Don’t give it away. Make them pay.

Mark Twain

Mark Twain. Despite what you may have heard, he didn't always dress like Colonel Sanders.

Over the years, I’ve collected a number of great quotes from writers teaching the craft. One of my favorites, from Mark Twain, comes in handy now and again:

“I never write ‘metropolis’ for seven cents, because I can get the same money for ‘city.’ I never write ‘policeman,’ because I can get the same price for ‘cop.’”

For a writer being paid by the word, it’s a good economic argument. We should be more judicious with our vocabulary choices, avoiding a ten-dollar word when a shorter one will do.

Writing isn’t just about conveying an emotion or telling a story. For some, the lucky ones, it’s a business. We make our daily bread based on the words we write, and it’s difficult to give them away for free.

Unlike some writers (Harlan Ellison, for example), I do occasionally give away my work. The writing I do for the Confabulator Cafe is completely free. I do it because the weekly assignments keep me creatively sharp, and I enjoy the company of my Cafe peers.

However, there are a number of “opportunities” for unpublished writers I won’t take advantage of … anymore. At one time or another, I’ve fallen prey to some of these:

  • The Contest — Take a chance. Spend hours, days, or weeks writing a story. Then throw yourself into the ring in a battle royale with other writers. Thousands of stories enter. One story leaves. Are you willing to stake so much time on such long odds?
  • The Contributor Copy — Who needs money when you can get a free magazine or anthology? Some publications pay for content by giving a complimentary copy to writers. Sure it’s nice to see your name in print, but you can’t pay the rent with it.
  • The No-Contributor Copy — Sometimes a magazine/anthology pays a small honorarium, but it’s not enough to pay for a copy of the publication if you want to see your story in print. In the end, you spend more to buy a copy of the magazine than they paid you as a contributor.
  • The Self-Publishing Publisher — When some frustrated writers can’t get published they make the move to publishing. As a result, they prey on fellow frustrated writers by promising them an opportunity to appear in print. Just don’t expect a lot of recognition, pay, or good editing.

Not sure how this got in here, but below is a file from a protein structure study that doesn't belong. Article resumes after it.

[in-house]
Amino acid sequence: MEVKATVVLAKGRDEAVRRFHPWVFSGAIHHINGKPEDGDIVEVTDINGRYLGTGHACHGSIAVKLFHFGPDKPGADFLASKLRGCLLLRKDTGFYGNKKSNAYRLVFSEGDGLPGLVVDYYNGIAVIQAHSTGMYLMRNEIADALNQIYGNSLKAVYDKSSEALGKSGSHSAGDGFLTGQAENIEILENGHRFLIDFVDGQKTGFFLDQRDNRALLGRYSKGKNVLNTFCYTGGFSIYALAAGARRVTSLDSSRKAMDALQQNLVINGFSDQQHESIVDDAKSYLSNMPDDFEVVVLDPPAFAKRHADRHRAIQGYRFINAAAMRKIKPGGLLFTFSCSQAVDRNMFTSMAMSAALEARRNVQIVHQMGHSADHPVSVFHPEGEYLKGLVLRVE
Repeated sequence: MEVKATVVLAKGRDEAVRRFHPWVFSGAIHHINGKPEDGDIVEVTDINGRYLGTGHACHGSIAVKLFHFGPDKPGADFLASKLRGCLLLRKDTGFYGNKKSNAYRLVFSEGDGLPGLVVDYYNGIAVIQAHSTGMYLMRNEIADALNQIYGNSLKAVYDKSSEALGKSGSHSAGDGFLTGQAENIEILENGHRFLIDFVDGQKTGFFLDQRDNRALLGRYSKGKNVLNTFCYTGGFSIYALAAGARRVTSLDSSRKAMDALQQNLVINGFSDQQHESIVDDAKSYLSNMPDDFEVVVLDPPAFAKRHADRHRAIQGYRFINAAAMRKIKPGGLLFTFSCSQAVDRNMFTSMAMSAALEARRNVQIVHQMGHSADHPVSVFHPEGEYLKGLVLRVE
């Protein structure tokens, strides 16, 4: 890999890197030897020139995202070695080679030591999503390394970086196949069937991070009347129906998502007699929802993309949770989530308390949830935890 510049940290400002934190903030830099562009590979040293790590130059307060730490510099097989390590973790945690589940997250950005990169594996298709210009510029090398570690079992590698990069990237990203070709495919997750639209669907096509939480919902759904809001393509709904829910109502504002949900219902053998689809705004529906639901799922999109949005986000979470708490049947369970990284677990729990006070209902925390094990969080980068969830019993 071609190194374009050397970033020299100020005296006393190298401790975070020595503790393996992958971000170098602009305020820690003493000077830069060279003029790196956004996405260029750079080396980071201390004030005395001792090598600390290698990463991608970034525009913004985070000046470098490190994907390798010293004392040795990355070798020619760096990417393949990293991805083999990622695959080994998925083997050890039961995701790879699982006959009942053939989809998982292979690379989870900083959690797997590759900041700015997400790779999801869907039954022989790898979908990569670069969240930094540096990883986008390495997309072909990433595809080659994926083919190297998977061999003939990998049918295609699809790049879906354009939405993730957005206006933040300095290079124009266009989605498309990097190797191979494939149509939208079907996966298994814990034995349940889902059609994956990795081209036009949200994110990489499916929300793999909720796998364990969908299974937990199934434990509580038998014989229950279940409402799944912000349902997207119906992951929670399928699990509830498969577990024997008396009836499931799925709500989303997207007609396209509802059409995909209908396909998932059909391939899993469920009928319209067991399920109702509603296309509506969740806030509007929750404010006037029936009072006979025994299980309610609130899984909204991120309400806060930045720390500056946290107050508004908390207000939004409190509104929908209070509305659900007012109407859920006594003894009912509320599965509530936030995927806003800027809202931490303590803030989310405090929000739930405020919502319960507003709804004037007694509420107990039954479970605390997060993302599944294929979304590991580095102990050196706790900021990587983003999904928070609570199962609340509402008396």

• The “Literary” Magazine — Unlike a real literary magazine, these faux publications have an artistic image but not the chops to back it up. It’s all style and very little substance. The magazine offers to give contributors good exposure. They love to talk about promoting their writers, but how can they when they don’t have an audience?

Keep in mind, these aren’t necessarily scams. My wife entered a short story contest a couple of years ago and won a few hundred dollars. Not a bad return on a story written in less than 24 hours.

And sometimes it’s beneficial to have a few writing credits to your name. So, if you have a couple of stories on your hard drive that you haven’t been able to place, try the non-paying markets and see what happens. But keep in mind that you’re not likely to get rich (or famous) by giving away content.

Finally, remember — always — if you’re asked to pay anything (whether it’s an entry fee, a reading fee, or to see your “winning” poem collected in a special leather-bound volume) run, run away! You should be earning an income from your writing. It shouldn’t be an expense.

Kevin Wohler is a copywriter and novelist living in Lawrence, Kansas. During the day, he works at a digital marketing agency in the Kansas City area. When time remains, he likes to tell stories of the weird and bizarre. And sometimes, he writes them down for others to read.

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